Chimney Rock State Park featured on UNC-TV

Examines public/private partnership
Nov. 28, 2013 @ 06:10 AM

A series examining environmental issues affecting North Carolina state parks will air at 7:30 p.m., Dec. 2-4 on UNC-TV’s “North Carolina Now.”

The Dec. 2 segment will feature Chimney Rock State Park and the impact of the park’s public/private partnership.

The series will look at how the public/private partnership at Chimney Rock State Park is balancing the demands of tourism with the need to preserve one of the state’s most famous natural attractions.

The state acquired the park in 2007 after it had been owned and operated by the Morse family for a century. Since the purchase the state has spent nearly $1.75 million to bring the park up to current safety and environmental standards. At the same time N.C. State Parks has contracted with a private management company to run the park’s attractions in the only such public/private partnership in the state.

The private management company is Chimney Rock Management Company LLC.

The series is produced by students in the School of Journalism and Mass Communication at the University of North Carolina at Chapel Hill. The students crafted the series as part of professor Tom Linden’s “Science Documentary Television” course.

The series also includes the following segments:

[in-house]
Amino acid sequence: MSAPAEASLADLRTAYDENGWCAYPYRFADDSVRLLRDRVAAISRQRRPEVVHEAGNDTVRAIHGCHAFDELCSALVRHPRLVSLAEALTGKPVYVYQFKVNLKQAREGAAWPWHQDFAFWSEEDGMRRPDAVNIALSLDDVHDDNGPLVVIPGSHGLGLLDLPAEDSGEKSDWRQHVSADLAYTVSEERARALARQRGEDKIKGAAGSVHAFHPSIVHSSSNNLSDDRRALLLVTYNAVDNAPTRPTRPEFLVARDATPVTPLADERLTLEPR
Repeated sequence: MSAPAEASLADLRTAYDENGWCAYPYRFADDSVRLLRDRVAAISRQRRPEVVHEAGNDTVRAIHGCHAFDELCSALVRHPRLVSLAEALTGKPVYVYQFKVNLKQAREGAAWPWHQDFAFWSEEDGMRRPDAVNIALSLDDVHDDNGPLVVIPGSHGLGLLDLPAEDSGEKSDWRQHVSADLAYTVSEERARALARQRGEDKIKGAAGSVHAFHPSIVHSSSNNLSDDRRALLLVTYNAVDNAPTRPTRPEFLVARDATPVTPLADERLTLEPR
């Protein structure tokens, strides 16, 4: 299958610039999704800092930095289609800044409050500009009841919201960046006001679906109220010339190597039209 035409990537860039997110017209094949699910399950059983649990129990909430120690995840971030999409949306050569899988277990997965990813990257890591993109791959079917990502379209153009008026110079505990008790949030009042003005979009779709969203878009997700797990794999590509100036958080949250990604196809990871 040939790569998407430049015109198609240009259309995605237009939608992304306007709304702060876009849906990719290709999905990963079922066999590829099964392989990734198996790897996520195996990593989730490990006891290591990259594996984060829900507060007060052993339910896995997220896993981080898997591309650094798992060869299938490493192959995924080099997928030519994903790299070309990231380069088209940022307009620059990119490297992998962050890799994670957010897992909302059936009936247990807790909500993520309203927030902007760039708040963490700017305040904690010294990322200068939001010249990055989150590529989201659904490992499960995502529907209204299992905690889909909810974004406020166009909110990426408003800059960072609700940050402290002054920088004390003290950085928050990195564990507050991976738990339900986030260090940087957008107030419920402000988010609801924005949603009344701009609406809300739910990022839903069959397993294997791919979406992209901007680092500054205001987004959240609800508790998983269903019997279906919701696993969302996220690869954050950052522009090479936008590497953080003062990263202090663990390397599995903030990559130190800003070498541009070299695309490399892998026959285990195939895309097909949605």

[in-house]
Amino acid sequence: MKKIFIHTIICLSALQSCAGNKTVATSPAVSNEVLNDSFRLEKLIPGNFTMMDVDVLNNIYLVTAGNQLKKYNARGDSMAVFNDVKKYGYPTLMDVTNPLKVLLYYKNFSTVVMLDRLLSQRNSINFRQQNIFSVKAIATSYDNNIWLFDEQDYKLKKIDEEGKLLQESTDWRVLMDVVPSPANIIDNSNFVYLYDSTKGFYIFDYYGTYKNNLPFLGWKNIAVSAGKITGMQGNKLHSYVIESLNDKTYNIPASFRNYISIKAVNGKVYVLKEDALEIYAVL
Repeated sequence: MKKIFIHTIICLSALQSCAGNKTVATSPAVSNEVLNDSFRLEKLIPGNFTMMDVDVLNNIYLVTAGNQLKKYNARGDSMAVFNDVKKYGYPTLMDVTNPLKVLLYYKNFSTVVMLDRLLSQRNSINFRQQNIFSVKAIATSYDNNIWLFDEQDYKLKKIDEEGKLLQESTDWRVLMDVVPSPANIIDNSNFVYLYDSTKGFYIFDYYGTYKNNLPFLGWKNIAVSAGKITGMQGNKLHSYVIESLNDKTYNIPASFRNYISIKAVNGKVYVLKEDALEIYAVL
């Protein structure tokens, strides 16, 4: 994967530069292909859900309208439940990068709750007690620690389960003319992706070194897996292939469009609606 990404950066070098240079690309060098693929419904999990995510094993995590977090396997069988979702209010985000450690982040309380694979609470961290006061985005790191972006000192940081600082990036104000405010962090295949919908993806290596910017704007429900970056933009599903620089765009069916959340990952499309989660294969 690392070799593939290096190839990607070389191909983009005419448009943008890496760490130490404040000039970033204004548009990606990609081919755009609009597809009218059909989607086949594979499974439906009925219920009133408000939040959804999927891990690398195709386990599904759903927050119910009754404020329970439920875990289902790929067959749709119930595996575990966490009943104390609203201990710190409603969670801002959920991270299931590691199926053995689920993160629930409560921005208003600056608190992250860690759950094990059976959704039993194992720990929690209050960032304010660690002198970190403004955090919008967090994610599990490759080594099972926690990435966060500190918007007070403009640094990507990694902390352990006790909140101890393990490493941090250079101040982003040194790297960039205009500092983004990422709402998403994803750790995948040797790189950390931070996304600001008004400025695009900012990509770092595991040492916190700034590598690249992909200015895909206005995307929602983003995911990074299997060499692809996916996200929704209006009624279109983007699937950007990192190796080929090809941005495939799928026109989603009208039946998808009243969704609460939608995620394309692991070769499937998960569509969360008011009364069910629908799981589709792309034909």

On Dec. 3, Linden will show how officials at Pilot Mountain State Park northwest of Winston-Salem are monitoring regrowth of plant life one year after a controlled 200-acre burn jumped fire lines and extended to 600 acres before it was extinguished. Biologists explain how fire has spawned new life on this iconic mountain.

  On Dec. 4, the last of the three reports will show how state and federal officials are bringing water back to Dismal Swamp State Park, more than 200 years after settlers started draining this unique ecosystem north of Elizabeth City near the Virginia border. Two years after a massive fire swept through the swamp and wiped out most of the remaining stands of the Atlantic white cedar, park rangers have planted 10,000 saplings. Only 1 percent of the original white cedar forest remains, but rangers say they are working with the U.S. Fish and Wildlife Service to keep the swamp hydrated.

Student producers for the pieces are UNC undergraduates Abigail Brewer, Caleb Cates, Brian Walker, Rachel Tove-White, exchange student Ana Navarrina and master’s student Courtni Kopietz. Scriptwriters are undergraduate Andy Willard and graduate students Natalie Taylor and Dan Lane. UNC-TV’s Mike Oniffrey is the chief videographer and video editor, and Heather Dollar is the graphic artist. Linden is the narrator and executive producer.